Since the outbreak of cholera was declared in late October, the Ministère de la santé et de la population of Haiti has reported a total of 3,790 deaths and over 180,000 sickness-related cases.
Haiti, the poorest country in the Western Hemisphere, was struck by a 7.0 magnitude earthquake last January that killed over 200,000 people.
Even before the earthquake, sanitary conditions in Haiti were poor.
According to the BBC, there has been no documented outbreak of cholera in Haiti since the 1960s.
Cholera is a bacterial illness, which affects the intestinal system. The illness is caused by drinking contaminated water, and it can cause profuse watery diarrhea, a high fever and vomiting, leading to death due to rapid dehydration.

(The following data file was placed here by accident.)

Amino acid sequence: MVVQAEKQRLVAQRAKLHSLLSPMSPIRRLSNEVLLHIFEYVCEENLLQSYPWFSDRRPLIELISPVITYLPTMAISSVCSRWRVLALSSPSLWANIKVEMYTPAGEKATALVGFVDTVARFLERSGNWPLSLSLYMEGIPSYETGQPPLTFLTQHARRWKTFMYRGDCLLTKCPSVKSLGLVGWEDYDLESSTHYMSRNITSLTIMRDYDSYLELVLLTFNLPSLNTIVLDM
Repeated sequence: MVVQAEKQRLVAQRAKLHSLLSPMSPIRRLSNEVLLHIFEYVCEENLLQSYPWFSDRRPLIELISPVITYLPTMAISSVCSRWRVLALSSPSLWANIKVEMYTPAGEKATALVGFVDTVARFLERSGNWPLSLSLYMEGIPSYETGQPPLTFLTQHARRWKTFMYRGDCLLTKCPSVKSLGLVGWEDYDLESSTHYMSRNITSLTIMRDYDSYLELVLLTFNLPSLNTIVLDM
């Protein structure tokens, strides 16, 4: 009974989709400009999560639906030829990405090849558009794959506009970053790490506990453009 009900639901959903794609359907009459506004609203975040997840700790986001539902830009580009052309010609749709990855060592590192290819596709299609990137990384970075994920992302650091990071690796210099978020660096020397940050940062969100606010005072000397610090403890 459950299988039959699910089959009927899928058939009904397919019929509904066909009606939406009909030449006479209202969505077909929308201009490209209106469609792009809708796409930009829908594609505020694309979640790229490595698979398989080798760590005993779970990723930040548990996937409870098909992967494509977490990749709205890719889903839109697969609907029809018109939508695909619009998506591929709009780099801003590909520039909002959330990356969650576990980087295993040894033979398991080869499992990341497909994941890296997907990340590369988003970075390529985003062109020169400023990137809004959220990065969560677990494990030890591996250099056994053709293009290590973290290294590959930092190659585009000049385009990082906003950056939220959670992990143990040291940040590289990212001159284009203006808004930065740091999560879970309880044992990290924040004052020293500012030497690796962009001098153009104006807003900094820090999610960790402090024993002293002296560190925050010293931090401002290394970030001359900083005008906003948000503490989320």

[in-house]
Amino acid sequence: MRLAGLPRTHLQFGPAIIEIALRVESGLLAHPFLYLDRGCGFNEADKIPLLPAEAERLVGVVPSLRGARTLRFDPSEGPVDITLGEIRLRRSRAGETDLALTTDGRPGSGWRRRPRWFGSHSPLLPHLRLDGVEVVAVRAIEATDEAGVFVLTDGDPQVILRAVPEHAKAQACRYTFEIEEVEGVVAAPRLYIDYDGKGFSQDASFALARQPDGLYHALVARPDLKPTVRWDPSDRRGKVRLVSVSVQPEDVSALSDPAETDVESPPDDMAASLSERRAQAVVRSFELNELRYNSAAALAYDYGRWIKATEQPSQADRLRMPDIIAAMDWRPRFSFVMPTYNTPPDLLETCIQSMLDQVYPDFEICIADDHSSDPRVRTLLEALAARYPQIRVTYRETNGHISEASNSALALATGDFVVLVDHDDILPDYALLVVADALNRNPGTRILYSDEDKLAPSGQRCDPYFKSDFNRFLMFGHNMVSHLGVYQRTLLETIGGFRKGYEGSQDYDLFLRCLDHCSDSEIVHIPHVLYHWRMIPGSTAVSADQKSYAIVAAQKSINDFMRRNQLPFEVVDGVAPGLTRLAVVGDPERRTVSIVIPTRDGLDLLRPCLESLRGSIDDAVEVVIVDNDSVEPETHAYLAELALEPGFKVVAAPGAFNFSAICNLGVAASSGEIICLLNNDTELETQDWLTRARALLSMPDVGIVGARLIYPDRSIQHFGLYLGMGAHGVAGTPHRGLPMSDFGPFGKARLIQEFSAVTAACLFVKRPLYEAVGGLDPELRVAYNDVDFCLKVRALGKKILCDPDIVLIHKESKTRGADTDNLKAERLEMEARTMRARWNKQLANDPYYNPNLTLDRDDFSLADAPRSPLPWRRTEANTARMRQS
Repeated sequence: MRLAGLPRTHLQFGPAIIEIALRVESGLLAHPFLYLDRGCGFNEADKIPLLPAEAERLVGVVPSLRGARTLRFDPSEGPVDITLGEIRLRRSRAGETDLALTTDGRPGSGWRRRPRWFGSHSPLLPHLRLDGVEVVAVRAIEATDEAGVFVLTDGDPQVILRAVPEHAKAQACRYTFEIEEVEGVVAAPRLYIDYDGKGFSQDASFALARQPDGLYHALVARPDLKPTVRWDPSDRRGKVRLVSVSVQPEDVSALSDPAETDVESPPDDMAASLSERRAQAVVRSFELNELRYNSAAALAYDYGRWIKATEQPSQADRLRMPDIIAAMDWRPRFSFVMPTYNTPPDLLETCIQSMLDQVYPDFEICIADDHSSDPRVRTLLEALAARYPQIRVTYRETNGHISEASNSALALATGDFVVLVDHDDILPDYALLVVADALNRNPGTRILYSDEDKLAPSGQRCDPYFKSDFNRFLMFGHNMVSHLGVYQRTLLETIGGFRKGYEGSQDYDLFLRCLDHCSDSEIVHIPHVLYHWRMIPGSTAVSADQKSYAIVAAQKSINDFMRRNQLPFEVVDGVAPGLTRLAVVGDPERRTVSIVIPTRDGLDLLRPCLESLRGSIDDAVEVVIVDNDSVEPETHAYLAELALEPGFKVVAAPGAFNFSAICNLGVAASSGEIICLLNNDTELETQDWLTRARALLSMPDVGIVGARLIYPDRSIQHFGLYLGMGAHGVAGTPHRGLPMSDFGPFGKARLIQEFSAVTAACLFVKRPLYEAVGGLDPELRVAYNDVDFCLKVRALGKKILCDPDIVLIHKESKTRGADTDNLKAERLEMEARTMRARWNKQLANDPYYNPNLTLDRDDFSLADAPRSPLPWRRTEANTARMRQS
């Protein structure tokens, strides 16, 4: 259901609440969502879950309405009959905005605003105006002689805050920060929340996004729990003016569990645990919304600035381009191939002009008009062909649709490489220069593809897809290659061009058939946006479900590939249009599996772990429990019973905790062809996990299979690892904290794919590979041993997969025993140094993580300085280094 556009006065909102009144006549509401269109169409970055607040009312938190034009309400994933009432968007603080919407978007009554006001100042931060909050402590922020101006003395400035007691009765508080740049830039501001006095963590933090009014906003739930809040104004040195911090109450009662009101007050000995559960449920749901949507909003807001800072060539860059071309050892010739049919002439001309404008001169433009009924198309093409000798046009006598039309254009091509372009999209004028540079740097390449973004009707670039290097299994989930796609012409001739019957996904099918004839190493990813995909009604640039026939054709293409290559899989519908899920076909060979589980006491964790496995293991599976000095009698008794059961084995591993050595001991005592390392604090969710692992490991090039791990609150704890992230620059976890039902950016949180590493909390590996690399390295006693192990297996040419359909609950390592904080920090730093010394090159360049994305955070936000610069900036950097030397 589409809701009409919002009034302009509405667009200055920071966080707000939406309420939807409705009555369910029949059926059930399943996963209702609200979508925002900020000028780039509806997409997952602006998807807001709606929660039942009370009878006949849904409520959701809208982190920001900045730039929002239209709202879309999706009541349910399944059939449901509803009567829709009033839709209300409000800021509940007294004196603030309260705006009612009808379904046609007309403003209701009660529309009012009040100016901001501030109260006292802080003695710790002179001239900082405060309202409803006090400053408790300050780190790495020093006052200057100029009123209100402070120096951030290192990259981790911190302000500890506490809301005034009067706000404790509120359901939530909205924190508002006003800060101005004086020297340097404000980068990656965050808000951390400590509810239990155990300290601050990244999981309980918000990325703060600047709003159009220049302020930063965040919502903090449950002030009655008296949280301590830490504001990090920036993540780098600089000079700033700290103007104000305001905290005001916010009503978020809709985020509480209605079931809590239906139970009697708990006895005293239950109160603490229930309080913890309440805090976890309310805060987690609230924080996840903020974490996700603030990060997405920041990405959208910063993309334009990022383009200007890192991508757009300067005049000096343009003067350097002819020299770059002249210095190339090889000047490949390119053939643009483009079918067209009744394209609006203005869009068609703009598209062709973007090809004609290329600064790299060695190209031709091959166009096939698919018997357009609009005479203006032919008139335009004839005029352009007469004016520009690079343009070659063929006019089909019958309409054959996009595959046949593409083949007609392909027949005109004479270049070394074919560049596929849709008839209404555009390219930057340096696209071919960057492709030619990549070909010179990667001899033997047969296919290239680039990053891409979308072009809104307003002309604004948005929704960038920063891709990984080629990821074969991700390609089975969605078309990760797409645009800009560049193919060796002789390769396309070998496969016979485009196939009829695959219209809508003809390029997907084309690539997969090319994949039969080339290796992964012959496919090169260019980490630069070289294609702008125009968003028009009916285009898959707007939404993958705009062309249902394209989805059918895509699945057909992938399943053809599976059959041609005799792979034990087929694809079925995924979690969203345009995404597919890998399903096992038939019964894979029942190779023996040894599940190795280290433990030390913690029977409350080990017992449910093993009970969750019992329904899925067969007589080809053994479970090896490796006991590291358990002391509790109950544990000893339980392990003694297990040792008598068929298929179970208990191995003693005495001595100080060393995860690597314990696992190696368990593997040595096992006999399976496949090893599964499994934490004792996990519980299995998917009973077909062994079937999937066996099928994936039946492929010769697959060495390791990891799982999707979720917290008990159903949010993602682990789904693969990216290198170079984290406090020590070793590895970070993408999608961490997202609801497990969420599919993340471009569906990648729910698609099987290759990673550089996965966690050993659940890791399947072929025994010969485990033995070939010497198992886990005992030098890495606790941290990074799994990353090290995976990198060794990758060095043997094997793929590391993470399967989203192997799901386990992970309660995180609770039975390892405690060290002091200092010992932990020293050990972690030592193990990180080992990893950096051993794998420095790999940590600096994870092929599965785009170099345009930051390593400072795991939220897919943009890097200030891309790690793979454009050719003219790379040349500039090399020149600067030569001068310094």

According to the Center for Disease Control (CDC), only 12 per cent of the Haitian population receives treated tap water and 17 per cent have access to adequate sanitation facilities.
The CDC’s agenda involves controlling the outbreak, so that fewer people die from cholera. “The reality is that we have a serious problem here,” CDC spokeswoman Lola Russell told CNN.
Haitian authorities and aid agencies are emphasizing drinking and using clean water as the current outbreak continues to spread. Infected individuals could easily spread the illness further by preparing food without proper hygiene.
“We expect we will be working very hard for many months to come,” CDC epidemiologist Jordan Tappero told CNN.
Source: CNN Health
Related Links: Cholera Update